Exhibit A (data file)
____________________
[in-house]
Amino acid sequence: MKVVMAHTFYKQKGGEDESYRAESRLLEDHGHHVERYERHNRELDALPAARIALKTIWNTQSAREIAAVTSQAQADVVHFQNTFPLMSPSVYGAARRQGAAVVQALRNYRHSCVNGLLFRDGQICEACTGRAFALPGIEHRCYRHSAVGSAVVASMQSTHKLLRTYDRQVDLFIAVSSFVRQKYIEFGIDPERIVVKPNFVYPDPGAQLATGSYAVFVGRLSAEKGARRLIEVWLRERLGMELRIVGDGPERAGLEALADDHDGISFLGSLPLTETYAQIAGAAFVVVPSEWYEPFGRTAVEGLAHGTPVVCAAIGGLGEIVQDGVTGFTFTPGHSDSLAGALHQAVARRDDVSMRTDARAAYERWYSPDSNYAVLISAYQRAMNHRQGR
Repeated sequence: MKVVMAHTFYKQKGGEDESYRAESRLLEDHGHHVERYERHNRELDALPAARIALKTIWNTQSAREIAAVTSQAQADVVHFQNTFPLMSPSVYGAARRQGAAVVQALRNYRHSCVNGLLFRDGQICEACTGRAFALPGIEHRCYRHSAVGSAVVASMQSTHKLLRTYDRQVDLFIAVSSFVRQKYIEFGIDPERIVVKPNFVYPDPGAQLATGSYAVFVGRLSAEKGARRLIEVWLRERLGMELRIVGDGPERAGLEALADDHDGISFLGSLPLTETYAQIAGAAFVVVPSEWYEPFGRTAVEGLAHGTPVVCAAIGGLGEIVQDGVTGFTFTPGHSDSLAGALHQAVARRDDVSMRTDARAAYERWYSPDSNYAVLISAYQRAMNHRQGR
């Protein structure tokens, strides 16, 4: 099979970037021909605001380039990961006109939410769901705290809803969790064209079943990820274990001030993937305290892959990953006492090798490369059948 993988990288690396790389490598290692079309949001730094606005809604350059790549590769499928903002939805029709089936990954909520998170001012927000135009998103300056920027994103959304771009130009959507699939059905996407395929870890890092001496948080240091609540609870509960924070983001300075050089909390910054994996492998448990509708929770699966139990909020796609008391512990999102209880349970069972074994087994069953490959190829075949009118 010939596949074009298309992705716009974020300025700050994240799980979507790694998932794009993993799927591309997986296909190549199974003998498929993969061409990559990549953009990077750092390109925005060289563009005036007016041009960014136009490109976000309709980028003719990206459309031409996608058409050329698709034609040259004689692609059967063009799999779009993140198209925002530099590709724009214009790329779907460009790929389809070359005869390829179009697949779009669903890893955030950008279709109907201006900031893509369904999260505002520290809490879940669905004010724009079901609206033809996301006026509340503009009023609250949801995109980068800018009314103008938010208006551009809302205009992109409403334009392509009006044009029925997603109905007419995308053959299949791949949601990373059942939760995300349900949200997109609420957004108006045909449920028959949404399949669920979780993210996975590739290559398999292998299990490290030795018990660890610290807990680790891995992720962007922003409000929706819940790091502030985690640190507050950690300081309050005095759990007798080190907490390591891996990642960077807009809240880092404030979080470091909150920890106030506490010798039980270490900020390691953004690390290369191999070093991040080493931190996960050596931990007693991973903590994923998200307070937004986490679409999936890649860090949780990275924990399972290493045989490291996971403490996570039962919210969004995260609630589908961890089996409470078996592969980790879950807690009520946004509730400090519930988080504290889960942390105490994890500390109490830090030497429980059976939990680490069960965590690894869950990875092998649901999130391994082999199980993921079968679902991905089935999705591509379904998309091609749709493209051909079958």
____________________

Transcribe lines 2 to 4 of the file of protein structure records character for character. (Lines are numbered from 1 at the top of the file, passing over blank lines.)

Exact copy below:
Amino acid sequence: MKVVMAHTFYKQKGGEDESYRAESRLLEDHGHHVERYERHNRELDALPAARIALKTIWNTQSAREIAAVTSQAQADVVHFQNTFPLMSPSVYGAARRQGAAVVQALRNYRHSCVNGLLFRDGQICEACTGRAFALPGIEHRCYRHSAVGSAVVASMQSTHKLLRTYDRQVDLFIAVSSFVRQKYIEFGIDPERIVVKPNFVYPDPGAQLATGSYAVFVGRLSAEKGARRLIEVWLRERLGMELRIVGDGPERAGLEALADDHDGISFLGSLPLTETYAQIAGAAFVVVPSEWYEPFGRTAVEGLAHGTPVVCAAIGGLGEIVQDGVTGFTFTPGHSDSLAGALHQAVARRDDVSMRTDARAAYERWYSPDSNYAVLISAYQRAMNHRQGR
Repeated sequence: MKVVMAHTFYKQKGGEDESYRAESRLLEDHGHHVERYERHNRELDALPAARIALKTIWNTQSAREIAAVTSQAQADVVHFQNTFPLMSPSVYGAARRQGAAVVQALRNYRHSCVNGLLFRDGQICEACTGRAFALPGIEHRCYRHSAVGSAVVASMQSTHKLLRTYDRQVDLFIAVSSFVRQKYIEFGIDPERIVVKPNFVYPDPGAQLATGSYAVFVGRLSAEKGARRLIEVWLRERLGMELRIVGDGPERAGLEALADDHDGISFLGSLPLTETYAQIAGAAFVVVPSEWYEPFGRTAVEGLAHGTPVVCAAIGGLGEIVQDGVTGFTFTPGHSDSLAGALHQAVARRDDVSMRTDARAAYERWYSPDSNYAVLISAYQRAMNHRQGR
């Protein structure tokens, strides 16, 4: 099979970037021909605001380039990961006109939410769901705290809803969790064209079943990820274990001030993937305290892959990953006492090798490369059948 993988990288690396790389490598290692079309949001730094606005809604350059790549590769499928903002939805029709089936990954909520998170001012927000135009998103300056920027994103959304771009130009959507699939059905996407395929870890890092001496948080240091609540609870509960924070983001300075050089909390910054994996492998448990509708929770699966139990909020796609008391512990999102209880349970069972074994087994069953490959190829075949009118 010939596949074009298309992705716009974020300025700050994240799980979507790694998932794009993993799927591309997986296909190549199974003998498929993969061409990559990549953009990077750092390109925005060289563009005036007016041009960014136009490109976000309709980028003719990206459309031409996608058409050329698709034609040259004689692609059967063009799999779009993140198209925002530099590709724009214009790329779907460009790929389809070359005869390829179009697949779009669903890893955030950008279709109907201006900031893509369904999260505002520290809490879940669905004010724009079901609206033809996301006026509340503009009023609250949801995109980068800018009314103008938010208006551009809302205009992109409403334009392509009006044009029925997603109905007419995308053959299949791949949601990373059942939760995300349900949200997109609420957004108006045909449920028959949404399949669920979780993210996975590739290559398999292998299990490290030795018990660890610290807990680790891995992720962007922003409000929706819940790091502030985690640190507050950690300081309050005095759990007798080190907490390591891996990642960077807009809240880092404030979080470091909150920890106030506490010798039980270490900020390691953004690390290369191999070093991040080493931190996960050596931990007693991973903590994923998200307070937004986490679409999936890649860090949780990275924990399972290493045989490291996971403490996570039962919210969004995260609630589908961890089996409470078996592969980790879950807690009520946004509730400090519930988080504290889960942390105490994890500390109490830090030497429980059976939990680490069960965590690894869950990875092998649901999130391994082999199980993921079968679902991905089935999705591509379904998309091609749709493209051909079958």